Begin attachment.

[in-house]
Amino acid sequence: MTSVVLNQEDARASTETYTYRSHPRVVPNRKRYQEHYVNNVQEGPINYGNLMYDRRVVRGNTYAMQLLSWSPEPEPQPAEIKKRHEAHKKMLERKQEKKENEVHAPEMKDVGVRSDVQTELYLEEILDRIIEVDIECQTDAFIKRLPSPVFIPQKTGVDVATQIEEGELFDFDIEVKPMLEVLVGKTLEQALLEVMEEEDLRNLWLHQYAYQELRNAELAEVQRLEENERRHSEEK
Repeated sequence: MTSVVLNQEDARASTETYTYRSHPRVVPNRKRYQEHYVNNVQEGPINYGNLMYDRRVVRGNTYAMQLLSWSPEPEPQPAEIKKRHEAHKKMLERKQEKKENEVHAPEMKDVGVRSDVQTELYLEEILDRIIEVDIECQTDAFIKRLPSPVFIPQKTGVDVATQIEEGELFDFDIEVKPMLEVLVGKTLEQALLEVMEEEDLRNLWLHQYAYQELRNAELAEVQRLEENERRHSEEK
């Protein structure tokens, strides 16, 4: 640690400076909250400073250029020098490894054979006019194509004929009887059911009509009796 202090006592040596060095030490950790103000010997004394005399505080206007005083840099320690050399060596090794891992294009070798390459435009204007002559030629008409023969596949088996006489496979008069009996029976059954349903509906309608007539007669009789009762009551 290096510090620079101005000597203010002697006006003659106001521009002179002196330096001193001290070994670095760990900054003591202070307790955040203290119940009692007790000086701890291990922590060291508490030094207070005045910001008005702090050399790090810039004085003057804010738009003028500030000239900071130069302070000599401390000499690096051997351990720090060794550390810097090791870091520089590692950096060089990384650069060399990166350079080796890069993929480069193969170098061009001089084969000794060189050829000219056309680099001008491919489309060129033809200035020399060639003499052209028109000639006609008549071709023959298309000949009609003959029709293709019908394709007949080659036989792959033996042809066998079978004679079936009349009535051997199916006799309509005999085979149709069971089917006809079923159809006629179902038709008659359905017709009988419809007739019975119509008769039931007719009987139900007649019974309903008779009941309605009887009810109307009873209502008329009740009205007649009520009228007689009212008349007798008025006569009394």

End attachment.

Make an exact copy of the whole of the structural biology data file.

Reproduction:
[in-house]
Amino acid sequence: MTSVVLNQEDARASTETYTYRSHPRVVPNRKRYQEHYVNNVQEGPINYGNLMYDRRVVRGNTYAMQLLSWSPEPEPQPAEIKKRHEAHKKMLERKQEKKENEVHAPEMKDVGVRSDVQTELYLEEILDRIIEVDIECQTDAFIKRLPSPVFIPQKTGVDVATQIEEGELFDFDIEVKPMLEVLVGKTLEQALLEVMEEEDLRNLWLHQYAYQELRNAELAEVQRLEENERRHSEEK
Repeated sequence: MTSVVLNQEDARASTETYTYRSHPRVVPNRKRYQEHYVNNVQEGPINYGNLMYDRRVVRGNTYAMQLLSWSPEPEPQPAEIKKRHEAHKKMLERKQEKKENEVHAPEMKDVGVRSDVQTELYLEEILDRIIEVDIECQTDAFIKRLPSPVFIPQKTGVDVATQIEEGELFDFDIEVKPMLEVLVGKTLEQALLEVMEEEDLRNLWLHQYAYQELRNAELAEVQRLEENERRHSEEK
């Protein structure tokens, strides 16, 4: 640690400076909250400073250029020098490894054979006019194509004929009887059911009509009796 202090006592040596060095030490950790103000010997004394005399505080206007005083840099320690050399060596090794891992294009070798390459435009204007002559030629008409023969596949088996006489496979008069009996029976059954349903509906309608007539007669009789009762009551 290096510090620079101005000597203010002697006006003659106001521009002179002196330096001193001290070994670095760990900054003591202070307790955040203290119940009692007790000086701890291990922590060291508490030094207070005045910001008005702090050399790090810039004085003057804010738009003028500030000239900071130069302070000599401390000499690096051997351990720090060794550390810097090791870091520089590692950096060089990384650069060399990166350079080796890069993929480069193969170098061009001089084969000794060189050829000219056309680099001008491919489309060129033809200035020399060639003499052209028109000639006609008549071709023959298309000949009609003959029709293709019908394709007949080659036989792959033996042809066998079978004679079936009349009535051997199916006799309509005999085979149709069971089917006809079923159809006629179902038709008659359905017709009988419809007739019975119509008769039931007719009987139900007649019974309903008779009941309605009887009810109307009873209502008329009740009205007649009520009228007689009212008349007798008025006569009394």